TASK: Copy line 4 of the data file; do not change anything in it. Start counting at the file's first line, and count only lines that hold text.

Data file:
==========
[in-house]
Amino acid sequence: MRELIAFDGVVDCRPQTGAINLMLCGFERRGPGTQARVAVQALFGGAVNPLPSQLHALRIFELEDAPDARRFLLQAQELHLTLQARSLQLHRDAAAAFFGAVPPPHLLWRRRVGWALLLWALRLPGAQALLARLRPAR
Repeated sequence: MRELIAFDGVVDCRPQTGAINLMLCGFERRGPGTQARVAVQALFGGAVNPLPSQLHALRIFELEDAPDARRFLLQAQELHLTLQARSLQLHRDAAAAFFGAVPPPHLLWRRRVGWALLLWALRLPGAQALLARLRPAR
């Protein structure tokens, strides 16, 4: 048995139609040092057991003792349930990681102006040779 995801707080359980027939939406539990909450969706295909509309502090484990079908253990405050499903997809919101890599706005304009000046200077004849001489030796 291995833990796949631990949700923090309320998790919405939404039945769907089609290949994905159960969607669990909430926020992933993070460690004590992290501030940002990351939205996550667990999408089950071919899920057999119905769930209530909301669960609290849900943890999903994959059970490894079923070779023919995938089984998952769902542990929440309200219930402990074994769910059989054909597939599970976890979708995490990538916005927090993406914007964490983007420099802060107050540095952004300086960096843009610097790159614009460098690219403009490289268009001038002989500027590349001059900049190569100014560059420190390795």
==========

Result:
């Protein structure tokens, strides 16, 4: 048995139609040092057991003792349930990681102006040779 995801707080359980027939939406539990909450969706295909509309502090484990079908253990405050499903997809919101890599706005304009000046200077004849001489030796 291995833990796949631990949700923090309320998790919405939404039945769907089609290949994905159960969607669990909430926020992933993070460690004590992290501030940002990351939205996550667990999408089950071919899920057999119905769930209530909301669960609290849900943890999903994959059970490894079923070779023919995938089984998952769902542990929440309200219930402990074994769910059989054909597939599970976890979708995490990538916005927090993406914007964490983007420099802060107050540095952004300086960096843009610097790159614009460098690219403009490289268009001038002989500027590349001059900049190569100014560059420190390795």